The Chicago Foreign Language Press Survey was published in 1942 by the Chicago Public Library Omnibus Project of the Works Progress Administration of Illinois. The purpose of the project was to translate and classify selected news articles that appeared in the foreign language press from 1855 to 1938. The project consists of 120,000 typewritten pages translated from newspapers of 22 different foreign language communities of Chicago.

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  • Balkan -- December 14, 1909
    Society Obilich

    Our society Obilich announced its annual ball, which will be held on Dec. 28th in Colonial Hall, at 1800 Center Avenue.

    On this occasion our Serbians will have an opportunity to see the performance of the well-known Dramatic Club in a play entitled, "The Montenegro Dream in America."

    We strongly recommend a visit to this national gathering.

    Our society Obilich announced its annual ball, which will be held on Dec. 28th in Colonial Hall, at 1800 Center Avenue. On this occasion our Serbians will have an opportunity ...

    Serbian
    II B 1 c 1
  • [Association documents] -- March 10, 1935
    Memorial Book of the Serbian Benevolent Society Obilich: 30th Anniversary

    The Serbian Benevolent Society Obilich was organized in the year 1905 under the laws of the State of Illinois.

    The purpose of this society is to help their members socially, morally and financially in case of trouble, and especially in sickness. The society pays sick benefits at the rate of $1 per day; also death benefits up to $600. Their accident policy covers injured legs, hands, and almost every part of the human body. For all the above mentioned benefits members are charged only $1.75 per month.

    Besides financial help, this society is well known as the most active society in the colony in propagating culture and education among Serbians in Chicago. During the long period of its existence, the society has organized a great number of concerts, theatrical performances, dances, etc.

    2

    From 1905 to 1921 the society belonged to the former Serbian federation, Sloga. The year 1921 brought the federation Sloga into dissolution, and all of its branches, as for example the society St. George, were facing the problem of forming some other unity or working independently.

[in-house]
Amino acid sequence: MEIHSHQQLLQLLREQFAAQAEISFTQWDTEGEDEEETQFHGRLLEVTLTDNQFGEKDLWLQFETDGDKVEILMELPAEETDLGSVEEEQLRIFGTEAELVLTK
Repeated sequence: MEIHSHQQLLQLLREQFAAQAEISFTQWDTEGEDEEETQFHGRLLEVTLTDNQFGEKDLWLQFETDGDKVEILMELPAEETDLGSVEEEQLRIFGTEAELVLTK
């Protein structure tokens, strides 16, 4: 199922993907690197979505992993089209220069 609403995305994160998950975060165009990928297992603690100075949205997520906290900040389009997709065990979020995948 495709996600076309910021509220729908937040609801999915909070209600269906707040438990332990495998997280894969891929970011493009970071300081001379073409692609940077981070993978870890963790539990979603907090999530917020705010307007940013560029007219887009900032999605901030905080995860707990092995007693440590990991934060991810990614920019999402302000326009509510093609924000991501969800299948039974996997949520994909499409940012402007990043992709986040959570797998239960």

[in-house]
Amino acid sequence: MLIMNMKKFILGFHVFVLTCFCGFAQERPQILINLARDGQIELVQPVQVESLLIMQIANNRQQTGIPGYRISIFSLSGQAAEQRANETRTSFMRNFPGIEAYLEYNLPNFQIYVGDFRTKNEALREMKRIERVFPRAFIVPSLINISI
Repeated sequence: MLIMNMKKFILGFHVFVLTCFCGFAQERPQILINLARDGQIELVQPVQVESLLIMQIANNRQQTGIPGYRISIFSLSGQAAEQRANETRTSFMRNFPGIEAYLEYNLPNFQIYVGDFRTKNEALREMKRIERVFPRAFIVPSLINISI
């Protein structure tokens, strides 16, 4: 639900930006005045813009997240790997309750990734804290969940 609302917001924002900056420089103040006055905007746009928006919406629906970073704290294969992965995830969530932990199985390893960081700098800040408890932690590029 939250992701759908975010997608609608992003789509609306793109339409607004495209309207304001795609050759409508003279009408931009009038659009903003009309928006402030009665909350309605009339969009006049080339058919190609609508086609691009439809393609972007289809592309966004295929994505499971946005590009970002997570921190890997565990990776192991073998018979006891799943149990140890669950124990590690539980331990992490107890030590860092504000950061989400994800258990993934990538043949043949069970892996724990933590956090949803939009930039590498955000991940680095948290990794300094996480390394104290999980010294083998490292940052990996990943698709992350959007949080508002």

The majority in the society of St. George advocated unity with the Serbian federation in Pittsburg. The minority decided to remain independent and has remained so up to today under the name of "Obilich."

    Only 35 members were left in Obilich after the members split, but in this case the old proverb, "Not quantity but quality is what counts," proved to be right.

    A small number of sincere and willing workers showed great activity and drew not only the sympathy of the Serbians, but also succeeded in enlarging its membership to 180 members. Today the society Obilich is 3known as the richest society in Chicago, and has a capital of $20,000.

    This society also proved the fact that Serbians and Croats can cooperate if good will and honest work prevail, because the society Obilich has a large number of Croatian members.

    A great pride and the future hope of this society is the Youth Organization, which grew rapidly not only in its membership but also in its activities.

    Obilich's youth band, choir, dramatic club, etc. are the cultural part of the Serbian colony on the North Side of Chicago.

    The Serbian Benevolent Society Obilich was organized in the year 1905 under the laws of the State of Illinois. The purpose of this society is to help their members socially, ...

    Serbian
    II D 1, II B 1 a, II B 1 c 1